When Art and Tech Make a Perfect MarriageIf these five Brooklyn startups get their way, you'll be looking differently at museums, music, TV and books
Whatever’s made in Brooklyn doesn’t have to stay in Brooklyn.
In fact, it might actually shake up the art world.
At least that’s the big-picture idea behind the Make It in Brooklyn Arts + Tech Pitch Contest, where five founders from the borough’s most innovative companies got a chance to stand in front of a firing squad (okay, a thoughtful and reasonable group of judges) for the opportunity to nab $5,000 for their start-ups, no strings attached.
The ideas were wide-ranging and the pitches passionate, varying from an augmented-reality music-discovery app (you “drop” songs you enjoy in specific locations and others can pick them up) to a next-level platform for writers inspired by popular Chinese publishers.
Since these products can’t actually be consumed, the event felt less Shark Tank and more Planet of the Apps. Seventy companies applied for the opportunity to pitch at the eighth Make It in BK event; only five were chosen. As Downtown Brooklyn Partnership President Regina Myer said, the purpose of the event is to “celebrate bringing the arts and technology together.” There was no better venue for that than A/D/O, a gorgeous co-working and event space in Greenpoint.
Downtown Brooklyn Partnership hosts the series, underwritten by JPMorgan Chase, while Blue Seed Collective offers up the prize money. The winner was also set to receive free legal counsel from Brooklyn Law School—a nice perk for a new start-up.
It’s a little challenging to pitch a tech-based idea without visuals, but the founders did an admirable job interpreting their visions for the judge and audience. While the judges seemed to find all of the companies intriguing, they were especially interested in unique and scalable ideas. The judges: De Angela Duff, co-director and an industry associate professor of integrated digital media at NYU Tandon School of Engineering; Jon Vanhala, managing director of Crossfade Partners; Joni Saylor, design principal at IBM; Catherine Levene, co-Founder at Cat Perkins; and J.J. Casper, founder of Blue Seed Collective.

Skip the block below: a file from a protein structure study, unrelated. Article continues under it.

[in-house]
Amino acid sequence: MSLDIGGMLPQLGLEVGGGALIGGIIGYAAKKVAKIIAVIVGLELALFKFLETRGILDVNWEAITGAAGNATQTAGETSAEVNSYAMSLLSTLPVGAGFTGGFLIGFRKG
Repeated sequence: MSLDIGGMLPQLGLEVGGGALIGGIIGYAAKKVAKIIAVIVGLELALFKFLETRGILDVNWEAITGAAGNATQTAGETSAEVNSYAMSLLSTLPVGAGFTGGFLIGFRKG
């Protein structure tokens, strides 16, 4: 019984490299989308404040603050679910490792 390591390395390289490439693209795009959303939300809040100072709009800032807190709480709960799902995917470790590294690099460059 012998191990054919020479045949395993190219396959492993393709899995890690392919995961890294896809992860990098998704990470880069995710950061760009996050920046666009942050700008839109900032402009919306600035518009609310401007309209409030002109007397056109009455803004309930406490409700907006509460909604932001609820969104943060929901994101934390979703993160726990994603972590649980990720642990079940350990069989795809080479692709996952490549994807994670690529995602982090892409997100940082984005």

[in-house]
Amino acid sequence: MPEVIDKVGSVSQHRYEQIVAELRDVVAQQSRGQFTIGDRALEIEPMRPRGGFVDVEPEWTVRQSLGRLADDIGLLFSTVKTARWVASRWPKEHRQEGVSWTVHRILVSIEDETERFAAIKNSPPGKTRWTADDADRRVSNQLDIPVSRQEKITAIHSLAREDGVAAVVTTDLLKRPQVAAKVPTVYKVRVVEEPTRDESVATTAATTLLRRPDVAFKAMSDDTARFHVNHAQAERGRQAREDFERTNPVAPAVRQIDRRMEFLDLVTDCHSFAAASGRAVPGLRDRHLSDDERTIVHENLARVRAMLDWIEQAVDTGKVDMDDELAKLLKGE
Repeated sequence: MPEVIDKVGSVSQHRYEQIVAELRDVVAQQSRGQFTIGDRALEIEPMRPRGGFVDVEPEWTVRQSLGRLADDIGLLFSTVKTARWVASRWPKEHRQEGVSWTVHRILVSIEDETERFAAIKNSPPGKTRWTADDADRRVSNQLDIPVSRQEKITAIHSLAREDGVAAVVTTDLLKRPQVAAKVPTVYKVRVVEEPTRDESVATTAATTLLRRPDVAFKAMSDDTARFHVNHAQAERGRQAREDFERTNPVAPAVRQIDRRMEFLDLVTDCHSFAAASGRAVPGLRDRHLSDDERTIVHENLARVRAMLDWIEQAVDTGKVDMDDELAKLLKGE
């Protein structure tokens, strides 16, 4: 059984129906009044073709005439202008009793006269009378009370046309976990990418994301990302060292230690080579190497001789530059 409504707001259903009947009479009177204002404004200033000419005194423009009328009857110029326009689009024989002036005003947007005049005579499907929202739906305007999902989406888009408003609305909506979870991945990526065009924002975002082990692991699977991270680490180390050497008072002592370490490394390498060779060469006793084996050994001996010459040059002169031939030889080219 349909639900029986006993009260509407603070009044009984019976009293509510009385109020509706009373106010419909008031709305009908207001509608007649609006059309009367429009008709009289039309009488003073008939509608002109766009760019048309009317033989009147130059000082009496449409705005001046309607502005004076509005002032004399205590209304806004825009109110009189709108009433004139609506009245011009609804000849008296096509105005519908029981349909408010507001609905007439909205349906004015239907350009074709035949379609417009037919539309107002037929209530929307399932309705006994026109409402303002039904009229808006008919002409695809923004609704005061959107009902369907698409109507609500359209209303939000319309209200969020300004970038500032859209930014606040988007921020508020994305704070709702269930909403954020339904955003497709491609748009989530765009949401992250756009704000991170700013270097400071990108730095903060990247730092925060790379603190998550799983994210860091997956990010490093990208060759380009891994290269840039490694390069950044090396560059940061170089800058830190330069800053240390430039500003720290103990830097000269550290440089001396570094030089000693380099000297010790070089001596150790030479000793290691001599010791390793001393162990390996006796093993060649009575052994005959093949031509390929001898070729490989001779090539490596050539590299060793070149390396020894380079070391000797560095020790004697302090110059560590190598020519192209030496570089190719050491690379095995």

After deliberation in A/D/O’s art-filled courtyard, the judges gave the $5,000 grand prize to … drumroll please … PicFic, saying that it had the potential to be totally new and different from its competition. Read on to find out more about Brooklyn’s talented marriages between the art and tech worlds.
Let’s say you’re an artist graduating with an MFA, began the pitch for Artwrld, a digital networking platform. Galleries, unfortunately, won’t be knocking on your door. You have to spend a lot of time building a website and pitching yourself, until soon you’re no longer an artist: you’re a small-business owner. Artwrld wants to be the LinkedIn for artists, a leading database of creativity that also streamlines the artist application process for residencies and fellowships. Whereas Instagram is vast and inefficient at reaching the right audience; Behance caters more to the design world, and Artsy targets sales, Artwrld’s purpose to help define an artist’s career path and debunk the mystery behind fine art, a topic still often intimidating for the general public.